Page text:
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Hungary May Raise Highest EU Borrowing Costs Again as IMF Pressure Mounts

Hungary may need to raise the European Union’s highest benchmark interest rate next year as talks over a bailout stalled and the government and the central bank spar over monetary-policy independence.

The Magyar Nemzeti Bank increased the two-week deposit rate by a half-point for a second month to 7 percent yesterday and said it would raise borrowing costs further if country risk worsens. Policy makers also considered a quarter-point increase.

The European Commission and the International Monetary Fund suspended talks on a financial aid package to Hungary last week, citing objections to a draft law on the central bank that they say may undermine policy autonomy. The forint is the worst- performing currency in the world since June 30, data compiled by Bloomberg show.

“With the government at loggerheads with the central bank, talks with the IMF seemingly having broken down and fresh signs of strains in the bond market, we think it would be premature to rule out further, more aggressive, tightening over the coming months,” William Jackson, a London-based economist at Capital Economics Ltd., said yesterday in an e-mailed note.

The forint weakened 0.1 percent to 300.70 per euro at 9:45 a.m. in Budapest. It has weakened 12.5 percent in the second half of 2011, the worst performance among more than 170 currencies tracked by Bloomberg. The yield on Hungary’s benchmark 3-year government bonds was 8.43 percent, compared with 8.46 percent late yesterday.

Default Swaps

Credit-default swaps, which measure the cost of insuring government debt against non-payment, dropped to 578 basis points yesterday, compared with 583 basis points at the previous close, according to data provider CMA, which is owned by CME Group Inc. (CME) and compiles prices quoted by dealers.

The Ceska Narodni Banka in Prague has left the two-week repurchase rate unchanged at a record-low 0.75 percent since May 2010, a quarter-point below the European Central Bank’s main refinancing rate after a 25 basis-point ECB cut this month. Russia’s central bank last month left the refinancing rate at 8.25 percent and Romanian policy makers resumed cutting on Nov. 2, bringing borrowing costs to a record-low 6 percent.

Hungarian policy makers raised the benchmark rate for the second consecutive month yesterday, boosting the benchmark rate by 1 percentage point during that period. Another increase may be needed if “risk perception and the outlook for inflation deteriorate further substantially,” they said in a statement.

50 Basis Points

“Clearly the hurdle has been set a little higher now with that statement,” Peter Attard Montalto, an economist at Nomura International Plc in London, said by e-mail. “We think our view of things ‘getting worse before they get better’ with regards to the IMF/EU and hence market moves and primary funding stress in the first half all mean that the conditions will be right for a 50 basis-point hike between January and February.”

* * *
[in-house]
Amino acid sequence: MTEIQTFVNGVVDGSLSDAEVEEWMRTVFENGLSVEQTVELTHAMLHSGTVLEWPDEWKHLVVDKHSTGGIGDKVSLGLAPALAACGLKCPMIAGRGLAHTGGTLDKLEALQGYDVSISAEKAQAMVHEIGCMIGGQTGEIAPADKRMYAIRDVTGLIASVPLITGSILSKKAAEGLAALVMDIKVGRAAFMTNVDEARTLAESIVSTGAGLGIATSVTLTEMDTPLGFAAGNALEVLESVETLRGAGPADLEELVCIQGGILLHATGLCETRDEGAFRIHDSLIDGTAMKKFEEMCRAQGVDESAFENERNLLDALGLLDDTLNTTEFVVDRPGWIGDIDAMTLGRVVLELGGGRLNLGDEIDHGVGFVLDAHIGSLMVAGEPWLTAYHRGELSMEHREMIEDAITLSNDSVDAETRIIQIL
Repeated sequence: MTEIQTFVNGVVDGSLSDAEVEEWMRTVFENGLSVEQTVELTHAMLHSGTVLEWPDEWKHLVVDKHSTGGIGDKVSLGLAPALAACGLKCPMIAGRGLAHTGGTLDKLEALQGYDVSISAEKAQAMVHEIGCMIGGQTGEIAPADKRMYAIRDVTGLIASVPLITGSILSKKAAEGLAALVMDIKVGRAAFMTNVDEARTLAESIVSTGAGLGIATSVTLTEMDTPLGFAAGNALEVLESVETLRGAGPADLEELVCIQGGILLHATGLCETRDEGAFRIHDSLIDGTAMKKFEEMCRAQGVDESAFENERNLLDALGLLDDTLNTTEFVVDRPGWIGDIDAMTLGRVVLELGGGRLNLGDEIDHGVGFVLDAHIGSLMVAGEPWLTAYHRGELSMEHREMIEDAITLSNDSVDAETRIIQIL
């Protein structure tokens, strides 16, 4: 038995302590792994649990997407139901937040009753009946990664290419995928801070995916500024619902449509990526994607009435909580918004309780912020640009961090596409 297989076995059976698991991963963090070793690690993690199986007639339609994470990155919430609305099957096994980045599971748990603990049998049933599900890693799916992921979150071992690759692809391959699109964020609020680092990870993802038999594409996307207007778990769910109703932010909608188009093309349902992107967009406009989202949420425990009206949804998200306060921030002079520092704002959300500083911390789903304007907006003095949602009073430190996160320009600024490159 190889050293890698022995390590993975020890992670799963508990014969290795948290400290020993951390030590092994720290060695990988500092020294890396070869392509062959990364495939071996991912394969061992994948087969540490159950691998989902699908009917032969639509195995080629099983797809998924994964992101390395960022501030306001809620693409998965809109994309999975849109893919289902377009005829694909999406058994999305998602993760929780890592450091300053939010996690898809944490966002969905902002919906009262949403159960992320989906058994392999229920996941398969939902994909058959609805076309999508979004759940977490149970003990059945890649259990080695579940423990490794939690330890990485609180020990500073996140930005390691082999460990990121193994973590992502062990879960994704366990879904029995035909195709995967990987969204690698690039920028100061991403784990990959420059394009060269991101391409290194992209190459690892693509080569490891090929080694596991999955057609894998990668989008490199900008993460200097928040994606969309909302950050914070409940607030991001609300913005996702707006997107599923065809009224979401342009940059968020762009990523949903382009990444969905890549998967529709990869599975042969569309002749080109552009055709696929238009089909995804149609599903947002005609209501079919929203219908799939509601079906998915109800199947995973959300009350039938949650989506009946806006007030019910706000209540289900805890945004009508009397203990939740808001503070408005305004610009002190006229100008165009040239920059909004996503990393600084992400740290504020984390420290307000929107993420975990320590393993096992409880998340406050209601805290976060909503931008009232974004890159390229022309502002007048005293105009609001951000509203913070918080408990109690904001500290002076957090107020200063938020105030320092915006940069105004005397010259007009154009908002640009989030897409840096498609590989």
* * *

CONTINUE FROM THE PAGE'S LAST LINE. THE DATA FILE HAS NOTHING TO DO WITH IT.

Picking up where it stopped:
The rate increase “impedes Hungary’s healthy economic growth and runs against EU trends,” the Economy Ministry in Budapest said in an e-mailed statement after the decision. The government estimates 0.5 percent growth in 2012, compared with a 0.1 percent growth forecast published today by the central bank. The inflation rate may average 5 percent in 2012, before falling to the central bank’s 3 percent target in first half of 2013.

The ministry’s statement is “unacceptable” and shows the government doesn’t understand the notion of central bank independence, something that’s also reflected in the draft law, the regulator’s President Andras Simor said yesterday.

‘Serious Doubts’

The IMF and the EU cited the draft legislation as they broke off talks with Hungary last week on an aid package, which the government requested last month after the forint fell to a record against the euro and before Moody’s Investors Service downgraded the country’s credit grade to junk.

“The commission has indeed serious doubts” about the central bank law and Commission President Jose Barroso conveyed his “strong concerns” in a letter to Orban, spokeswoman Pia Ahrenkilde Hansen told reporters in Brussels yesterday.

While the ruling party has made positive changes to the draft, they failed to address some of the ECB’s key concerns, including on the need to expand the rate-setting Monetary Council and on adding a vice president, Simor said yesterday, adding that the changes may be aimed at influencing decision.

“The freeze of informal talks with the IMF/EU due to disagreement on new central bank law confirms our view of a bumpy road ahead to a new IMF agreement, with renewed pressure on the currency in the coming 1-2 months,” Eszter Gargyan, an economist at Citigroup Inc. in Budapest, said by e-mail. “This is likely to necessitate one more rate hike in January.”

‘Very Negative Consequences’

Assuming the government agrees on an IMF program in the first quarter of next year, the central bank may forego further rate increases, Gyula Toth, a Vienna-based strategist at UniCredit SpA, said in an e-mail.

“The multiweek outlook of the Hungarian markets strongly depends on the outcome of the forthcoming IMF/EU negotiations and the rate hike in itself would not change the potential very negative consequences in case those talks fail,” Toth said. “From here our baseline assumes unchanged rates until the end of 2012, but this also incorporates an IMF/EU agreement reached in the first quarter.”

To contact the reporters on this story: Zoltan Simon in Budapest at zsimon@bloomberg.net

To contact the editor responsible for this story: Balazs Penz at bpenz@bloomberg.net

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